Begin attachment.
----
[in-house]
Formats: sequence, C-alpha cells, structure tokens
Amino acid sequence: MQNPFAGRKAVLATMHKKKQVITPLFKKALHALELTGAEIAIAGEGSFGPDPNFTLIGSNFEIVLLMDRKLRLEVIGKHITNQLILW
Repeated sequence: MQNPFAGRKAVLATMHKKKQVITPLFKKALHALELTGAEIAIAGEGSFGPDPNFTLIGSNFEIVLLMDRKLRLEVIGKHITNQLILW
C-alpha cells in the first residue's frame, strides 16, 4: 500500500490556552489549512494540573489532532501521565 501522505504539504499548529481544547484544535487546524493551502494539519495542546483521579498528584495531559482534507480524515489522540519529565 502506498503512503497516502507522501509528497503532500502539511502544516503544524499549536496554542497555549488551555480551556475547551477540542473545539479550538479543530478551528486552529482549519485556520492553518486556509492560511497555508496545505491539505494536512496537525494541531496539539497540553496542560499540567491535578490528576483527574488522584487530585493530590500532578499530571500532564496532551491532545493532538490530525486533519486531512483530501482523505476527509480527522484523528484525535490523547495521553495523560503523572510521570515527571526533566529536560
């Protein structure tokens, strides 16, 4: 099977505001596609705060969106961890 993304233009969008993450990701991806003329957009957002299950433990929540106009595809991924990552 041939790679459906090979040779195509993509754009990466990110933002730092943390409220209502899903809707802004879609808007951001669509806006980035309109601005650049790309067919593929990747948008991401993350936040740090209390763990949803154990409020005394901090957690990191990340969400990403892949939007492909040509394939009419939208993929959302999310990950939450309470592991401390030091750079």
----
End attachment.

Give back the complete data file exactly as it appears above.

[in-house]
Formats: sequence, C-alpha cells, structure tokens
Amino acid sequence: MQNPFAGRKAVLATMHKKKQVITPLFKKALHALELTGAEIAIAGEGSFGPDPNFTLIGSNFEIVLLMDRKLRLEVIGKHITNQLILW
Repeated sequence: MQNPFAGRKAVLATMHKKKQVITPLFKKALHALELTGAEIAIAGEGSFGPDPNFTLIGSNFEIVLLMDRKLRLEVIGKHITNQLILW
C-alpha cells in the first residue's frame, strides 16, 4: 500500500490556552489549512494540573489532532501521565 501522505504539504499548529481544547484544535487546524493551502494539519495542546483521579498528584495531559482534507480524515489522540519529565 502506498503512503497516502507522501509528497503532500502539511502544516503544524499549536496554542497555549488551555480551556475547551477540542473545539479550538479543530478551528486552529482549519485556520492553518486556509492560511497555508496545505491539505494536512496537525494541531496539539497540553496542560499540567491535578490528576483527574488522584487530585493530590500532578499530571500532564496532551491532545493532538490530525486533519486531512483530501482523505476527509480527522484523528484525535490523547495521553495523560503523572510521570515527571526533566529536560
């Protein structure tokens, strides 16, 4: 099977505001596609705060969106961890 993304233009969008993450990701991806003329957009957002299950433990929540106009595809991924990552 041939790679459906090979040779195509993509754009990466990110933002730092943390409220209502899903809707802004879609808007951001669509806006980035309109601005650049790309067919593929990747948008991401993350936040740090209390763990949803154990409020005394901090957690990191990340969400990403892949939007492909040509394939009419939208993929959302999310990950939450309470592991401390030091750079």